Gordon Marino in Philosophy Now:
In his powerful discourse ‘At a Graveside’ (1845), Kierkegaard emphasizes the existential importance of coming to a first-person understanding of our mortality. It might seem anachronistic but, to listen to Kierkegaard, earnestness (alvorlighed) as opposed to happiness ought to be the ultimate aim in life. He writes, “Earnestness is that you think of death, and that you are thinking it as your lot.” He then explains a number of ways in which people go wrong in trying to walk over their own grave, for example, by thinking of death as a ‘rest’, or as a ‘great equalizer’, or by putting yourself outside of death with rote memorized phrases such as, “Where I am death is not, and where death is I am not”. However, when we achieve the bone-deep understanding that it is certain that at some uncertain time it will be over for us, that understanding will give a force to life and help us avoid the temptation to procrastinate. The individual for whom the day receives high worth as being limited is not going to be inclined to procrastinate, to put off decisions with palliatives such as “I’ll sleep on it.” As Kierkegaard writes:
“Indeed, time (Tid) also is a good. If a person were able to produce a scarcity (Drytid) in the external world, yes, then he would be busy. The merchant is correct in saying that the commodity certainly has its price, but the price still depends very much on the advantageous circumstances at the time – and when there is a scarcity, the merchant profits … with the thought of death the earnest person is able to create a scarcity [of time] so that the year and the day receive infinite worth.”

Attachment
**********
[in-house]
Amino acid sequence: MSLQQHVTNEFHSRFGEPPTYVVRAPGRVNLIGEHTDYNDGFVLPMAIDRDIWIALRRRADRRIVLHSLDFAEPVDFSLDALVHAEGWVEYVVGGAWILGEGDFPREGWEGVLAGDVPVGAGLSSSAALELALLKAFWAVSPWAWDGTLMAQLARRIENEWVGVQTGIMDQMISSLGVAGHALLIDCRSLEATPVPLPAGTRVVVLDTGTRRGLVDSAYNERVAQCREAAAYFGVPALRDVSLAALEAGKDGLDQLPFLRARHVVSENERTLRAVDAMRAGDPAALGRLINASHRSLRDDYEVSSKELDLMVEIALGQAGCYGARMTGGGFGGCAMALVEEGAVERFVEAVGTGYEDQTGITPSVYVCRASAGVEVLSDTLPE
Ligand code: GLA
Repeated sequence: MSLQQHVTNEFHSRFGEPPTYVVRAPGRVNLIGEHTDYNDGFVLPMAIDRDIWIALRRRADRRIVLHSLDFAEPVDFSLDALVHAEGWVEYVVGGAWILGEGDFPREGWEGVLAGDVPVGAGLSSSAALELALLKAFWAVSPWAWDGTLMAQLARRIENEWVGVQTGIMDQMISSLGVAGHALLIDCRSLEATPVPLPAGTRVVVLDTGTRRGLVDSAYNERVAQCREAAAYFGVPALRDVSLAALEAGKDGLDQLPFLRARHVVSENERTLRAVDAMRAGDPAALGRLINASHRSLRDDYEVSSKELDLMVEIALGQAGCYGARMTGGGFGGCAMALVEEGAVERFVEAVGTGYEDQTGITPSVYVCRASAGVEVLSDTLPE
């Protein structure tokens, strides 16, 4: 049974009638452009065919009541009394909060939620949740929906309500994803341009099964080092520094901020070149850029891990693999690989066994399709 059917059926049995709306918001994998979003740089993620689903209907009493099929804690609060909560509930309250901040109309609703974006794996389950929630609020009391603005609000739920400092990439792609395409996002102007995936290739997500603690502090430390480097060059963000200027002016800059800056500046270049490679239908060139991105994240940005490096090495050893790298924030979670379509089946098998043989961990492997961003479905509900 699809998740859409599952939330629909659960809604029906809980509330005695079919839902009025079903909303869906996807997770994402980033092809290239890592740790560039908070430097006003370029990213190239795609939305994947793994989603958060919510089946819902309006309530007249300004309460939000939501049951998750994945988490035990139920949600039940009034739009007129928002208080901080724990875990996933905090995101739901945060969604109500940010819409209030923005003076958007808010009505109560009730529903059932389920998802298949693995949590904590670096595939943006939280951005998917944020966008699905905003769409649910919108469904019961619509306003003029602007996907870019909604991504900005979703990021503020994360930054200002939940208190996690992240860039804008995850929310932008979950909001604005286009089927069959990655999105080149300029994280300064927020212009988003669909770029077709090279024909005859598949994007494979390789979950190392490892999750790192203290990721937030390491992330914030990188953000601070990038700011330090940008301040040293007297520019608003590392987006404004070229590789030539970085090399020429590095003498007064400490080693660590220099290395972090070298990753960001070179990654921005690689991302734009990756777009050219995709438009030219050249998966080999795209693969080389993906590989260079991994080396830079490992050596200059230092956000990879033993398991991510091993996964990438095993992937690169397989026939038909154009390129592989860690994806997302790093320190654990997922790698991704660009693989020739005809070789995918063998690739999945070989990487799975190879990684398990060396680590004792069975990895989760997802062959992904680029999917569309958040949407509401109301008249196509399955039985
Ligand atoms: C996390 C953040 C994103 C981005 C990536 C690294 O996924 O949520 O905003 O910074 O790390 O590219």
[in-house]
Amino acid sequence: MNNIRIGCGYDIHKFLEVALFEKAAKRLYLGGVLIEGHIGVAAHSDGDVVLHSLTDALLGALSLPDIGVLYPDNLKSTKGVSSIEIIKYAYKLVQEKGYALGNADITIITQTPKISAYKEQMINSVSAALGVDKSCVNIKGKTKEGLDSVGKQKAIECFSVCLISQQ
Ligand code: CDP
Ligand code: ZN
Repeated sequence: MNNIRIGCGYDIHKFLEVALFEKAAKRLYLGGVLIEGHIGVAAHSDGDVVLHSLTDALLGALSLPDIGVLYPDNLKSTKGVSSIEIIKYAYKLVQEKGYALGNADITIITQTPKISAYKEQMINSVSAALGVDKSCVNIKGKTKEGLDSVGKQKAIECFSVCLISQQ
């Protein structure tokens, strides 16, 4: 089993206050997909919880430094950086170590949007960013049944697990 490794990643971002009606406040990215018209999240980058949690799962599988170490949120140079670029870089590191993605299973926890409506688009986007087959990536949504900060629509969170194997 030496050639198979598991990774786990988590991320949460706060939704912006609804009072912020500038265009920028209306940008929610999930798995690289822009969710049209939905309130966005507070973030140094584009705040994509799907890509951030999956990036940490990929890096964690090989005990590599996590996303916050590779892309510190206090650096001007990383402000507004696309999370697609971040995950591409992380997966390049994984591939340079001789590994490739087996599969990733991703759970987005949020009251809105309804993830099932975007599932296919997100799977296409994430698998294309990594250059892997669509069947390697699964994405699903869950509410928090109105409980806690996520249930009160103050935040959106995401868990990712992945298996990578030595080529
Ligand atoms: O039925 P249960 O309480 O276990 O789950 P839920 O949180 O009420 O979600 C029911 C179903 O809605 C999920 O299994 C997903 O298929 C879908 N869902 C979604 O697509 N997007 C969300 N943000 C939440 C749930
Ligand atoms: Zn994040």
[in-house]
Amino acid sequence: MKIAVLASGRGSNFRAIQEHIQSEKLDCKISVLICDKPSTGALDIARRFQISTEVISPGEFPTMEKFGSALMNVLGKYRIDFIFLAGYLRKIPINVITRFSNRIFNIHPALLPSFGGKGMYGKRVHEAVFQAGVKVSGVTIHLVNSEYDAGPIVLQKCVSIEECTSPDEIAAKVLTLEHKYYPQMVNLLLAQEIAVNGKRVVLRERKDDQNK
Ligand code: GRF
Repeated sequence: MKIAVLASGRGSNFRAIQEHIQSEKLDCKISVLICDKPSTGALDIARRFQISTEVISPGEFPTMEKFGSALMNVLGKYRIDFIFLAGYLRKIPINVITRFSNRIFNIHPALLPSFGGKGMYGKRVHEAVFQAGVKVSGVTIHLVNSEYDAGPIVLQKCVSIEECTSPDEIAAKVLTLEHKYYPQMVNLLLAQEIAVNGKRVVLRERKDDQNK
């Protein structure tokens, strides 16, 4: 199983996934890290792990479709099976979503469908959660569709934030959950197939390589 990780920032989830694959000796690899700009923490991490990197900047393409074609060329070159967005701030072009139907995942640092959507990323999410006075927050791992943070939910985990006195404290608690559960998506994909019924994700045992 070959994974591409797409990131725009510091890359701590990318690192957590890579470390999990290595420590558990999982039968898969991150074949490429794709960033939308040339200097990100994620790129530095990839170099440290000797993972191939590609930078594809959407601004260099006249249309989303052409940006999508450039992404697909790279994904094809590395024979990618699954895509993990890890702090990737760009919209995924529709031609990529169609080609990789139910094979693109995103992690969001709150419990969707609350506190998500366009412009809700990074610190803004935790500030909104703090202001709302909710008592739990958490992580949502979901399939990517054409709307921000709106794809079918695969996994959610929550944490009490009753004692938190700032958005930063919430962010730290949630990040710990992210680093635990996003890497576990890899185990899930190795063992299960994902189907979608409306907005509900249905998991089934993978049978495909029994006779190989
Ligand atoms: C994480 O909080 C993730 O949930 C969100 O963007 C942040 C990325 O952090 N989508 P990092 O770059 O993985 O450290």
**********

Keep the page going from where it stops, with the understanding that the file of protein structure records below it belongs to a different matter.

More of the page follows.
Regarding our predilection for pulling the wool over our own eyes, Kierkegaard pronounces this dire verdict: “This is how the majority of men live; they work gradually at eclipsing their ethical and ethical-religious comprehension, which would lead them into decisions that their lower nature does not much care for.” And after we have given in and taken the road most travelled once, twice, thrice, maybe we lose confidence in our capacity to stand up for what is right.
The author of The Sickness unpacks despair in terms of ignoring your God-relation. Nevertheless, this austere and otherwise dogmatic text retains purchase even for adherents of the ‘God is dead’ gospel. After all, those who have put the question of religious belief to bed need only to read Kierkegaard’s anatomy of despair as referring to the process of losing faith in one’s agency – in one’s moral capacities – and thereby running up the white flag towards one’s moral aspirations.
Kierkegaard is often misunderstood as believing that we ought to act on feeling or impulse. But in his analysis of procrastination he is implying that we ought to act as soon as we know what’s right. This knowledge may require reflection. But we should be wary of reflecting our way out of tough decisions.
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Gordon Marino is Professor of Philosophy and Director of the Hong Kierkegaard Library at St. Olaf College